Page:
LHC's objective—maximum intensity

June 7, 2017 by Corinne Pralavorio
This image shows a simulation of the electron clouds development when the proton beam passes through the vacuum chamber. Credit: CERN

Protons are jostling for space in the Large Hadron Collider. Since the start of the physics run on 23 May, the operators of the huge accelerator have been increasing the intensity of the beams, injecting more and more protons in order to increase the number of collisions.

"Trains" of proton bunches have been circulating in the machine for the past week. Consisting of up to 288 bunches, each containing more than 100 billion protons, the trains are formed by the accelerator chain and then sent into the large ring. They are then accelerated to a speed close to that of light for around twenty minutes, before they collide with each other in the centre of each experiment. Recently, 600 bunches have been circulating in each direction. The aim is to reach 2500 bunches in each beam within a few weeks.

To achieve this, the machine specialists must first improve the surface conditions of the chambers in which the protons circulate. Obtaining the best possible vacuum is an essential prerequisite to make an accelerator work. Molecules remaining in the vacuum chamber are obstacles to the circulation of the protons – it is like sending Formula 1 cars around a track full of parked cars. Hence, before starting up the accelerator, the vacuum specialists pump the air out of the beam pipes, obtaining a high-quality vacuum, almost as good as on the surface of the moon (10-10 or even 10-11 millibar). This is enough to allow the circulation of a few hundred proton bunches, but beyond that, things get harder.

Despite the ultra-high vacuum, residual gas and remain trapped on the walls of the vacuum chambers. When the beam circulates, these electrons are liberated from the surface of the walls due to the impact of lost particles or photons emitted by the LHC proton beams. They are accelerated by the beam's electrical field and hit the walls on the opposite side of the chamber, detaching trapped molecules and freeing more electrons. If the of liberated electrons is larger than the number of impacting electrons, it may initiate an avalanche of electrons, which will destabilise the beam. This phenomenon, known as the "electron cloud", is amplified by the large number of bunches and the short distance between the bunches in the beam.

To mitigate the impact of these clouds, the can be conditioned with the beam itself. Increasing the number of circulating bunches frees as many molecules of gas as can be sustained and causes a massive release of electron clouds. Experience has shown that, once this operation, called "scrubbing", has been carried out, the production rate of gas molecules and electrons progressively falls. This allows the beam intensity to be increased stepwise until the LHC can be filled completely.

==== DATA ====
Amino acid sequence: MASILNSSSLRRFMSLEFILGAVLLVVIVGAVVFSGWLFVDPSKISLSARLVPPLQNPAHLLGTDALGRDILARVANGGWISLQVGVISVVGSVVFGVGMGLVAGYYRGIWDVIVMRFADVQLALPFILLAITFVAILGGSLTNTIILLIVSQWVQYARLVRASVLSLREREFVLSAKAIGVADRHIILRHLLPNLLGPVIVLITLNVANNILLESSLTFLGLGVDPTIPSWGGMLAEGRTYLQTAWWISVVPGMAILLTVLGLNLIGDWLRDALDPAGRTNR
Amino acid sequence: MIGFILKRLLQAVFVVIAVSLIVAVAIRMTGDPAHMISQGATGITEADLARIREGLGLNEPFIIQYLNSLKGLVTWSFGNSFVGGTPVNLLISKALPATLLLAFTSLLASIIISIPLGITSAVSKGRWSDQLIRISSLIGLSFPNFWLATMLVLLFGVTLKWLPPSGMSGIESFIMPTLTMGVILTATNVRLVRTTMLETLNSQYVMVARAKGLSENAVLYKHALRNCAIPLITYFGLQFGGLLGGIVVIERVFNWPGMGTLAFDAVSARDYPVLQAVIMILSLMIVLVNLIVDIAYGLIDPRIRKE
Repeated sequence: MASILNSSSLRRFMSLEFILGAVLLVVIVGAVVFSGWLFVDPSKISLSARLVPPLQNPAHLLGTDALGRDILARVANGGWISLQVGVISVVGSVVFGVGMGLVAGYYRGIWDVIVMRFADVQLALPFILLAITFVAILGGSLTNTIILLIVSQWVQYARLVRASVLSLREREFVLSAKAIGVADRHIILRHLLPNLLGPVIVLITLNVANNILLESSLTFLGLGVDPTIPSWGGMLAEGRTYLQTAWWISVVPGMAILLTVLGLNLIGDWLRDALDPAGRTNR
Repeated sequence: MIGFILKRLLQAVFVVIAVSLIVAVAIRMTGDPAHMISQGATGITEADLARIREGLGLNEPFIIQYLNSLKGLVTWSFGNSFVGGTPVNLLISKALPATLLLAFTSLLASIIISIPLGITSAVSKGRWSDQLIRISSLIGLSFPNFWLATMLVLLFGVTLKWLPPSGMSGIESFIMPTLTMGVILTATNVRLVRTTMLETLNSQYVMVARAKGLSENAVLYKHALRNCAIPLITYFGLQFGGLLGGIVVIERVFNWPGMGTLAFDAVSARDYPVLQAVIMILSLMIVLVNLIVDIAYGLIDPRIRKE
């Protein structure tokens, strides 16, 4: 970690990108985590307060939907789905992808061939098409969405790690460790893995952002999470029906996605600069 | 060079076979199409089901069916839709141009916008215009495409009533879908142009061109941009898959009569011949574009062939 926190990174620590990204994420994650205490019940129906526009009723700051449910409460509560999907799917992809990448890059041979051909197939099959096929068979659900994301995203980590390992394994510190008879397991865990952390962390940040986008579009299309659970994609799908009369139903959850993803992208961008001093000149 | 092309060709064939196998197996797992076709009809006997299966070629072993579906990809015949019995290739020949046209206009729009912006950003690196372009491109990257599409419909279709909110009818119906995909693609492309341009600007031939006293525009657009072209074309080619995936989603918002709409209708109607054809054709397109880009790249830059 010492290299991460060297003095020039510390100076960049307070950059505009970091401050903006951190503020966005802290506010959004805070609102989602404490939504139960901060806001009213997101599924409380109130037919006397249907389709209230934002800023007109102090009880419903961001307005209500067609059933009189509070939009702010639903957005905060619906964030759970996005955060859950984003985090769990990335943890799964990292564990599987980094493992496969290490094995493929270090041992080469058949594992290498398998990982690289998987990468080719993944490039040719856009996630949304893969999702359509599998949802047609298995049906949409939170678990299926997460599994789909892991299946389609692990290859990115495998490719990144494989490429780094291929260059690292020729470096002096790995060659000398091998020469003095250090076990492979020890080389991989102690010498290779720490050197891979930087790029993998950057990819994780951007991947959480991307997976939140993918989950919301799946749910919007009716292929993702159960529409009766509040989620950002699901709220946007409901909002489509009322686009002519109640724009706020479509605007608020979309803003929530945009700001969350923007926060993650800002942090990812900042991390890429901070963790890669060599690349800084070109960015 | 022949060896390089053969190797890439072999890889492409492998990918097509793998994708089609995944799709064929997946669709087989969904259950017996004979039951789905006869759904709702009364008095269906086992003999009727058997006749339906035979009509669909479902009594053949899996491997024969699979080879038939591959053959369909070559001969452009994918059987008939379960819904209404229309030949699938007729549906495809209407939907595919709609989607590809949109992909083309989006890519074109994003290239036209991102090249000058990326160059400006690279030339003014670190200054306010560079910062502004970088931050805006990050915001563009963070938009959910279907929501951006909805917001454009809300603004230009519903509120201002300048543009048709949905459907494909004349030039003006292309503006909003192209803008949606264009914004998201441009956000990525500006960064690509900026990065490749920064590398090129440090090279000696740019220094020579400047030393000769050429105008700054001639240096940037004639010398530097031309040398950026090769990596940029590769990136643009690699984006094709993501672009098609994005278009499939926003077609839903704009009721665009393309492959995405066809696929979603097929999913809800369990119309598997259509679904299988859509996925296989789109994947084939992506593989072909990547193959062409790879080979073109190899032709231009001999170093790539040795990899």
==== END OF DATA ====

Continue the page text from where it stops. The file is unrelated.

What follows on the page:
So it's time for spring cleaning at the LHC. For several days, starting today, the LHC operators will carry out scrubbing of the vacuum chambers with . The physics run will take a short break, starting again in much better conditions mid-June.

Explore further: Large Hadron Collider progresses toward higher intensities

Related Stories

Large Hadron Collider progresses toward higher intensities

August 24, 2015

As with any particle accelerator designed to explore a new energy frontier, the operators at the Large Hadron Collider (LHC) have to take the machine up to its full operating potential step by step. Following the start of ...

The LHC has restarted for its 2017 run

May 1, 2017

Today, the LHC once again began circulating beams of protons, for the first time this year. This follows a 17-week-long extended technical stop.

Return of the LHC – season 2 continues

March 30, 2016

On Friday, the Large Hadron Collider (LHC) opened its doors to allow particles to travel around the ring for the first time since the year-end technical stop (YETS) began in December 2015. At 10.30 am, a first bunch was circulating ...

Data harvest in the LHC

June 2, 2016

The intensity rises in the Large Hadron Collider. More and more protons are circulating pushing up the collision rate in the experiments to record highs.

Linac 4 reached its energy goal

November 8, 2016

CERN's new linear accelerator (Linac 4) has now accelerated a beam up to its design energy, 160 MeV. This important milestone of the accelerator's commissioning phase took place on 25 October.

Recommended for you

Making ferromagnets stronger by adding non-magnetic elements

June 23, 2017

Researchers at the U.S. Department of Energy's Ames Laboratory discovered that they could functionalize magnetic materials through a thoroughly unlikely method, by adding amounts of the virtually non-magnetic element scandium ...


Please sign in to add a comment. Registration is free, and takes less than a minute. Read more

Click here to reset your password.
Sign in to get notified via email when new comments are made.